הני מילי בממונא אבל באיסורא (משלי כא, ל) אין חכמה ואין תבונה ואין עצה לנגד ה' כל מקום שיש בו חלול ה' אין חולקין כבוד לרב:

The Gemara notes: This matter applies only with regard to cases involving monetary matters; but in cases involving ritual matters, the dignity of the Torah scholar is not a consideration, as it is written: “There is neither wisdom nor understanding nor counsel against the Lord” (Proverbs 21:30), from which it is derived: Wherever there is desecration of the name of the Lord, one does not show deference to the teacher. Rather, the Torah scholar forgoes the honor due him in order to avoid violation of any prohibition that would desecrate the name of God.

רב יימר הוה ידע ליה סהדותא למר זוטרא אתא לקמיה דאמימר אותבינהו לכולהו אמר ליה רב אשי לאמימר והאמר עולא מחלוקת בבעלי דינין אבל בעדים דברי הכל בעמידה א"ל האי עשה והאי עשה עשה דכבוד תורה עדיף

The Gemara relates: Rav Yeimar knew testimony relevant to the case of Mar Zutra. He came before Ameimar, who seated all the witnesses in deference to Rav Yeimar. Rav Ashi said to Ameimar: But doesn’t Ulla say that the dispute between the Rabbis and Rabbi Yehuda with regard to the obligation to stand in court is only with regard to the litigants, but with regard to the witnesses, everyone agrees that they testify while standing? Ameimar said to him: This, i.e., witnesses standing during testimony, is a positive mitzva, and that, i.e., treating Torah scholars with deference and allowing Rav Yeimar to sit, is a positive mitzva, and the positive mitzva of deference to the Torah takes precedence. Ameimar seated Rav Yeimar in deference to the Torah. In order to prevent a miscarriage of justice, he seated all the witnesses.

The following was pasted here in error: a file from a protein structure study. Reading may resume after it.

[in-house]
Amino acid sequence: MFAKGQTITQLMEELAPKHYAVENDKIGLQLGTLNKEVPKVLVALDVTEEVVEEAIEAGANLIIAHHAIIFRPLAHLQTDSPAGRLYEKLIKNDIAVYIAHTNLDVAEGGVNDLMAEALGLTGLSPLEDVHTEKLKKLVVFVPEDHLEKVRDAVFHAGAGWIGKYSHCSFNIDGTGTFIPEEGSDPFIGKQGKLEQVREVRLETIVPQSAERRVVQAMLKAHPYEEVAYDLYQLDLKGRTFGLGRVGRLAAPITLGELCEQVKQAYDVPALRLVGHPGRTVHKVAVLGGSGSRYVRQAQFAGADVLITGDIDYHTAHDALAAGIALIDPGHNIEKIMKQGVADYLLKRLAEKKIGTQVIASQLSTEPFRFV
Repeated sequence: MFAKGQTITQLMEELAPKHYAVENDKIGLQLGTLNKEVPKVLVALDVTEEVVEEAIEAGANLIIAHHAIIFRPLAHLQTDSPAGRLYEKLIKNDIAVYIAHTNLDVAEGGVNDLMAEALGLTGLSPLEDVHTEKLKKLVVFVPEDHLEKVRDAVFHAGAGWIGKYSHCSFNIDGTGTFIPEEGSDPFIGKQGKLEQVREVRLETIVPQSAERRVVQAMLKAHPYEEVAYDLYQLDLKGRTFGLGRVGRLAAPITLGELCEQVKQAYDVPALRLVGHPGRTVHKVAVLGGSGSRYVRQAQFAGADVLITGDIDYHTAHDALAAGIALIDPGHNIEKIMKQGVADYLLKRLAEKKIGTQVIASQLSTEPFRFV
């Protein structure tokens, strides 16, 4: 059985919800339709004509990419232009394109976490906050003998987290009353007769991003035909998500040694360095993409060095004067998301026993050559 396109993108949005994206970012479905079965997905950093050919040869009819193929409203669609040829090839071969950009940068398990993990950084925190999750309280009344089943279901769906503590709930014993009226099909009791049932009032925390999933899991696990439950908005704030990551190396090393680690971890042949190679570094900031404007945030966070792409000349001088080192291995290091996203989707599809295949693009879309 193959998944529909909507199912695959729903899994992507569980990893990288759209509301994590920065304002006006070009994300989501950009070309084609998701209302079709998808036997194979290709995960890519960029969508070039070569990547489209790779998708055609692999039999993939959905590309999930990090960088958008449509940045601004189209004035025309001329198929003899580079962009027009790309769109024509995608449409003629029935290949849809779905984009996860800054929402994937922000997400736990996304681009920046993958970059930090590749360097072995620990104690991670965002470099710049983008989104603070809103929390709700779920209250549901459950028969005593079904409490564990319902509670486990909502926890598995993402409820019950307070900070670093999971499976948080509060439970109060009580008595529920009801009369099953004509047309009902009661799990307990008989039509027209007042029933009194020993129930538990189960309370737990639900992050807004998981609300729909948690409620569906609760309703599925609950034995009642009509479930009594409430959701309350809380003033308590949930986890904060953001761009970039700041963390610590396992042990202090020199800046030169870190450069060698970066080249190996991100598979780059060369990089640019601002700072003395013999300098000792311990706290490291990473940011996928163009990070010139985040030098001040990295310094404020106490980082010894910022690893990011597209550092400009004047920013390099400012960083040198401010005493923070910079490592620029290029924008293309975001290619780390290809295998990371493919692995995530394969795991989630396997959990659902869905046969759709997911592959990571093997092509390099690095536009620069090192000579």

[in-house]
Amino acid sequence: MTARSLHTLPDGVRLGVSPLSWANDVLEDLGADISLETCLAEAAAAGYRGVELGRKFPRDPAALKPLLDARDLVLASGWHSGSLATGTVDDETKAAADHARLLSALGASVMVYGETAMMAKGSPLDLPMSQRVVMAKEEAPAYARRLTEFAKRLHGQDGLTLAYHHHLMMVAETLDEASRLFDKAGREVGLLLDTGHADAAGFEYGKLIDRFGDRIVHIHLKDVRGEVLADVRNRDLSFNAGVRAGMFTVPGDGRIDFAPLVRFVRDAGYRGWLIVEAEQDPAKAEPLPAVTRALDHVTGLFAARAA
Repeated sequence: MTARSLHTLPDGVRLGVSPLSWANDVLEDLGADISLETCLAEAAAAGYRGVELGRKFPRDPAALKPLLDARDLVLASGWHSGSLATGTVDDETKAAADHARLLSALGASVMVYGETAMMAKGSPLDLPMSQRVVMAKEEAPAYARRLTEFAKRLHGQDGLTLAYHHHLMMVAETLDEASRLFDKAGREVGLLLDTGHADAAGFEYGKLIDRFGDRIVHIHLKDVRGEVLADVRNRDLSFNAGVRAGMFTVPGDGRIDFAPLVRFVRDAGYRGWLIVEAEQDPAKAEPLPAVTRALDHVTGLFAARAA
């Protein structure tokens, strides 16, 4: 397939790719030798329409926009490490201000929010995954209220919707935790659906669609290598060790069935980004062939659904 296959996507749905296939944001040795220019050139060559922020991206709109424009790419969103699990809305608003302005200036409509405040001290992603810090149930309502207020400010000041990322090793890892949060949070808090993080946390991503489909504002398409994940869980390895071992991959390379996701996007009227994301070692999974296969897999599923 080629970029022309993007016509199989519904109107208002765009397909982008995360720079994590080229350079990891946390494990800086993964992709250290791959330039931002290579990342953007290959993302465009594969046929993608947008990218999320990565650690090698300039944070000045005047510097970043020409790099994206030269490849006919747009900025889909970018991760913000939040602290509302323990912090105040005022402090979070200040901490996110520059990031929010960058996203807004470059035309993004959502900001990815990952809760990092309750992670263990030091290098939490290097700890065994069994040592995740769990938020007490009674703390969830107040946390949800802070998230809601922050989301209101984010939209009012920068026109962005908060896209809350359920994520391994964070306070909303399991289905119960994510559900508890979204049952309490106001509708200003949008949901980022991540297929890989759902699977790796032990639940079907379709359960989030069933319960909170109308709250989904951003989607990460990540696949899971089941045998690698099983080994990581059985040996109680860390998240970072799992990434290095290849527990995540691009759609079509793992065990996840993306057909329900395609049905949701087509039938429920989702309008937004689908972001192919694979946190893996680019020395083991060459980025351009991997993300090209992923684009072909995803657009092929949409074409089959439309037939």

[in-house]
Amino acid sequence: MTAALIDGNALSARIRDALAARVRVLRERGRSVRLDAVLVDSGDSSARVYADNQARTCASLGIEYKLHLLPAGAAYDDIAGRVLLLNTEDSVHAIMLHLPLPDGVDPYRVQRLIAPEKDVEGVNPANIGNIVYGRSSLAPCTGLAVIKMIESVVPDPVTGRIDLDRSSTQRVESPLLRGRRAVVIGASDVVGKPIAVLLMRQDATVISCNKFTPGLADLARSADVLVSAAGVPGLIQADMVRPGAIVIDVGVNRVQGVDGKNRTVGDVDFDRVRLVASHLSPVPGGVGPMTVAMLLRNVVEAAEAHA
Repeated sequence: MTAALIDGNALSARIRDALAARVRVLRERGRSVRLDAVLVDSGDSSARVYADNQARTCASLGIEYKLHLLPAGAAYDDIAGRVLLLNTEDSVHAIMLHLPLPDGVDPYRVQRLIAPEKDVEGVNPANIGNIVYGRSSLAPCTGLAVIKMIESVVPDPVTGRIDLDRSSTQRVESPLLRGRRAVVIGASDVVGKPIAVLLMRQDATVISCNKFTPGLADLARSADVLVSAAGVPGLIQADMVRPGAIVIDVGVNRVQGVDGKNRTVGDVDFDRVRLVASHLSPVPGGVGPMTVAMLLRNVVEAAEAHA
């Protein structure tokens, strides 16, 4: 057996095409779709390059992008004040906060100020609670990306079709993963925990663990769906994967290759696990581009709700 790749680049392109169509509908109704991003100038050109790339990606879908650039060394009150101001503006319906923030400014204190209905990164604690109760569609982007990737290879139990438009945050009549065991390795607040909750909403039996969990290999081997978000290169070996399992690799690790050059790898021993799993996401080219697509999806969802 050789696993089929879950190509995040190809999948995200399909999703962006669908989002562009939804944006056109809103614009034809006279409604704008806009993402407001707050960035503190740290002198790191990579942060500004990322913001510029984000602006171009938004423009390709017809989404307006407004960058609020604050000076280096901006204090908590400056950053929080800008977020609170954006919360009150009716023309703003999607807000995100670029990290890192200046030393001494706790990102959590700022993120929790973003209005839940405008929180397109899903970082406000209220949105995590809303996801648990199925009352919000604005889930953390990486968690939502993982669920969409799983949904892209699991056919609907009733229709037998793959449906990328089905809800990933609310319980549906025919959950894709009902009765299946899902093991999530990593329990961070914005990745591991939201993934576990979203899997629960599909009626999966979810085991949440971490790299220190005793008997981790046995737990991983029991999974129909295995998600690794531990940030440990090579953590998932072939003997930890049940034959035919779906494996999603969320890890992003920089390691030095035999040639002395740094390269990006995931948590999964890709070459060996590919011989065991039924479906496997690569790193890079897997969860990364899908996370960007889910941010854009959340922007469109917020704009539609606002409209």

(סימן סניגרון בור גזלת מרמה)

§ The Gemara provides a mnemonic for the ensuing discussion: Advocacy, ignoramus, robbery, fraud.

ת"ר מנין לדיין שלא יעשה סניגרון לדבריו תלמוד לומר (שמות כג, ז) מדבר שקר תרחק ומנין לדיין שלא ישב תלמיד בור לפניו ת"ל מדבר שקר תרחק

The Sages taught: From where is it derived that a judge should not engage in advocacy [saneigeron] for his own statements and devise various pretexts to justify his erroneous rulings? It is derived as the verse states: “Distance yourself from a false matter” (Exodus 23:7). And from where is it derived with regard to a judge that a student who is an ignoramus should not sit before him to discuss the proceedings? It is derived as the verse states: “Distance yourself from a false matter.” When an ignorant student engages in the proceedings, he is apt to cause the judge to err in judgment.

מנין לדיין שיודע לחבירו שהוא גזלן וכן עד שיודע בחבירו שהוא גזלן מנין שלא יצטרף עמו תלמוד לומר מדבר שקר תרחק

From where is it derived that a judge who knows that another judge is a robber and is disqualified from serving as a judge; and likewise, a witness who knows that another witness is a robber and is disqualified from serving as a witness; from where is it derived that he should not join him in judgment or testimony? It is derived as the verse states: “Distance yourself from a false matter.”

מנין לדיין שיודע בדין שהוא מרומה שלא יאמר הואיל והעדים מעידין אחתכנו ויהא

From where is it derived that in a case where a judge who knows that the witnesses testifying before him are lying even though he is unable to prove it through their cross-examination and with regard to the verdict the result will be that it is fraudulent, that he should not say: Since the witnesses are testifying and I cannot prove their deceit, I will decide the case based on their testimony, and let